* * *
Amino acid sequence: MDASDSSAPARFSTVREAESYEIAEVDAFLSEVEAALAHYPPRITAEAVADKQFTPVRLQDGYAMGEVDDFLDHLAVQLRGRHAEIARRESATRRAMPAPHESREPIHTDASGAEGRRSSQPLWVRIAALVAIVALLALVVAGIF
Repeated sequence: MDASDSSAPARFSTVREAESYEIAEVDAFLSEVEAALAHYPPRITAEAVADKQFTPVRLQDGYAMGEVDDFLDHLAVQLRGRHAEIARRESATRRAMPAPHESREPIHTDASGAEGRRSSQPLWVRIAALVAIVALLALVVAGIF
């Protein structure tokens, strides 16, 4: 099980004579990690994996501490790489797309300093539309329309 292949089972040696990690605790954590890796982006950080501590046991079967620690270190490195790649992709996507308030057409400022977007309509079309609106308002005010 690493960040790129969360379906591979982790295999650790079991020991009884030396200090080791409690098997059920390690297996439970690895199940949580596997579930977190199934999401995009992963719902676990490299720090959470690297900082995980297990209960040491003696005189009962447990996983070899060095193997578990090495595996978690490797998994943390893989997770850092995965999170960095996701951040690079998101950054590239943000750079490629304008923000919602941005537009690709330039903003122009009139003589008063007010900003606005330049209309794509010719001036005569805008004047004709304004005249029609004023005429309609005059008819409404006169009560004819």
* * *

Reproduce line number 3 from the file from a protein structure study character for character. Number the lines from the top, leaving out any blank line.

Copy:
């Protein structure tokens, strides 16, 4: 099980004579990690994996501490790489797309300093539309329309 292949089972040696990690605790954590890796982006950080501590046991079967620690270190490195790649992709996507308030057409400022977007309509079309609106308002005010 690493960040790129969360379906591979982790295999650790079991020991009884030396200090080791409690098997059920390690297996439970690895199940949580596997579930977190199934999401995009992963719902676990490299720090959470690297900082995980297990209960040491003696005189009962447990996983070899060095193997578990090495595996978690490797998994943390893989997770850092995965999170960095996701951040690079998101950054590239943000750079490629304008923000919602941005537009690709330039903003122009009139003589008063007010900003606005330049209309794509010719001036005569805008004047004709304004005249029609004023005429309609005059008819409404006169009560004819």